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Brian Cotter: The hon. Member for Runnymede and Weybridge (Mr. Hammond) may be surprised to find that the tent to which he referred is bigger than he thought because the Liberal Democrats support new clause 1. We agree that there should be an annual assessment of the impact of the Bill, which makes several changes to employment law. Although employees will benefit from new employment rights such as flexible working provision, we must recognise that those new rights will have an impact on businesses, which will have to comply with new regulations.

5.15 pm

Small businesses in particular will be affected. Before Second Reading, I met representatives of the Federation of Small Businesses who expressed the hope—perhaps it is a forlorn one, but we must take it on board—that small businesses would not be forced to take on the burden of too many more regulations and that any new regulations

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that were introduced would be examined extremely carefully. That is why we Liberal Democrats strongly support the concept of examining regularly all sorts of regulations that affect business. In fact, we would support an annual horizontal impact assessment of all regulations. I cannot talk about that now as it would not be in order to do so in this debate, but it is something that should be done regularly.

Mr. Prisk: For my benefit, will the hon. Gentleman clarify what an annual horizontal assessment is?

Brian Cotter: It covers everything that confronts businesses—all sorts of regulations. However, I am not supposed to drift on to subjects that we are not debating; I chipped this one in quickly, but I had better move back to the clause. That regulations should be examined has long been a Liberal Democrat view—in fact, I think that my party was the first to make such a proposal.

Mr. Lloyd: Given that the purpose of the new clauses is to examine the costs arising from the Bill, will the hon. Gentleman estimate the cost to Government and other sources of the exercise he describes?

Brian Cotter: If the hon. Gentleman means the costs of the exercise of examining, I cannot estimate them. However, it is not unreasonable to suppose that they need not be excessive. We have regulatory impact assessments in respect of Bills, and even if the proposal in the new clause were to carry a cost, it would surely be repaid in terms of enabling us to see the legislation's impact and to address certain matters.

Mr. David Watts (St. Helens, North): My hon. Friend the Member for Manchester, Central (Mr. Lloyd) was trying to identify the rationale prevailing among the Conservatives and Liberal Democrats. You seem to be arguing against an increase in bureaucracy, but at the same time you—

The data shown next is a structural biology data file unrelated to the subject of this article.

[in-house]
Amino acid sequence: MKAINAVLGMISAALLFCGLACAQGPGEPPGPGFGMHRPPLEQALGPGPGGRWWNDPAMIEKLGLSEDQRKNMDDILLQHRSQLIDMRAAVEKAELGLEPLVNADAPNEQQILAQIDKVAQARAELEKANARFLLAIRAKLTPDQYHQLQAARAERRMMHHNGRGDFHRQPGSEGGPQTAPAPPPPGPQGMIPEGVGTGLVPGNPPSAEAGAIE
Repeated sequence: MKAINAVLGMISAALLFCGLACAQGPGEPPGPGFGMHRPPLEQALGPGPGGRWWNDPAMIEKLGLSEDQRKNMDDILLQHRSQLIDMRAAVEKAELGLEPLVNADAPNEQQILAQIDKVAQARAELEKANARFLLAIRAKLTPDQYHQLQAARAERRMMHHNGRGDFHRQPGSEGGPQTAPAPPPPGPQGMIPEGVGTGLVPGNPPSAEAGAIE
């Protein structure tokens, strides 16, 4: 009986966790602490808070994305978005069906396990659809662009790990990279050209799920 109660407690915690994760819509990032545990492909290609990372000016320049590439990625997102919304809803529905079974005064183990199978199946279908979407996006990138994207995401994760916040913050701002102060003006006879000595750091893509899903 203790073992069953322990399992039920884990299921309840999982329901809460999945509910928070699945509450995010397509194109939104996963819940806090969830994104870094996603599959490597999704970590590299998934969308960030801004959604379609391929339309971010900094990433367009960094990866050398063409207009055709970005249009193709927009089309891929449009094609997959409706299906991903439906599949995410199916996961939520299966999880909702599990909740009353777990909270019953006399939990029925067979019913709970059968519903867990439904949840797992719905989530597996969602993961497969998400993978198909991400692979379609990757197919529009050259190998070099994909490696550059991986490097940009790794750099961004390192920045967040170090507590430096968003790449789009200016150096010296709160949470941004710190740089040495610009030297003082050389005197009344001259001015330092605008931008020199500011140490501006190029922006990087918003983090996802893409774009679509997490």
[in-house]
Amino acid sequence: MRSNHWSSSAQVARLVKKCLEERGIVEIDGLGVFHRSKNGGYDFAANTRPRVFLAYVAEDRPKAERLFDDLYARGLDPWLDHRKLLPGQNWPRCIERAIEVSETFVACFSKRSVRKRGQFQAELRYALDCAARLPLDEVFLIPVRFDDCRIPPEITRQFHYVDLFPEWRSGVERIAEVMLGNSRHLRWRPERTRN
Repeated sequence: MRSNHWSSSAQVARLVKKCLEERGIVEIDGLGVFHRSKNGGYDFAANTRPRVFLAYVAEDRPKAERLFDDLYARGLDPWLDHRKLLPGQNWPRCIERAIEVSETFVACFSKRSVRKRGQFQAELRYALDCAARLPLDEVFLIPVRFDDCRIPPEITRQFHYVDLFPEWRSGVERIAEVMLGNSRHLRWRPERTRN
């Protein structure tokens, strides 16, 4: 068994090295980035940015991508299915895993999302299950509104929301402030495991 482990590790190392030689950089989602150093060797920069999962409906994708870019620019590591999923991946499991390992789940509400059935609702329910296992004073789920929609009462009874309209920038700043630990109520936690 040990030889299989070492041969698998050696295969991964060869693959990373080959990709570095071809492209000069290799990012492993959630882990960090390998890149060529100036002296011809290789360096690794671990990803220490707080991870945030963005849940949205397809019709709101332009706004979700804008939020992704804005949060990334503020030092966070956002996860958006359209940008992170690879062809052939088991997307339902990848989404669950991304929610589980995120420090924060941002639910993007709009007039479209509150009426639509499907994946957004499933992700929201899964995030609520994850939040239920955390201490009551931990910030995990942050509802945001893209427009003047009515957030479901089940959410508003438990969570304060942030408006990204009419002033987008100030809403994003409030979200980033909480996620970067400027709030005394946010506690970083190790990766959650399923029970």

Mr. Deputy Speaker: Order. I am arguing against nothing.

Brian Cotter: Indeed, Mr. Deputy Speaker. That was well out of order. We are saying simply that we have long argued in favour of an annual assessment of the impact on the business community of all regulations and Bills.

I do not support the logic of the arguments of the hon. Member for Runnymede and Weybridge in respect of costs. Will he explain what sort of costs he believes should be removed once the assessment is complete? There are many reasons to carry out an assessment—for example, to see how regulations are implemented, how much red tape is added and how many requirements fall on small businesses.

We accept that costs will be associated with good regulations such as those covering maternity and paternity leave, which we strongly support. I do not decry those regulations, which are acceptable. Indeed, they are necessary to improve the workplace. However, when the Government implemented European regulations on part-time working, provisions that were two or three pages long in some countries ended up being 40 or 50 pages long in this country.

Helen Jones (Warrington, North): I question the feasibility of what the hon. Gentleman is supporting. New

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clause 1 would require an assessment of the impact of the legislation on employees of different descriptions. How will we collect that information? How will that be done, unless every employee completes a form stating whether he or she has children or a disabled relative, for example?

Brian Cotter: I support the argument that there must be assessment. Would the hon. Lady say that we should not assess the cost to business? Certainly not. Should we not assess how much red tape is unnecessary? I give credit to hon. Members on both sides of the House, because we are all considering how to examine Bills to determine what can be done away with and how we might say, "In practice, we do not need this rule, or that piece of paper." I am concerned that that process should be regularly undertaken.

Whether we accept costs depends on the Bill. I accept costs that relate to social requirements, including maternity and paternity leave, but there is laxity in the way in which Bills are introduced. Many regulations can be introduced after a Bill is enacted, for example.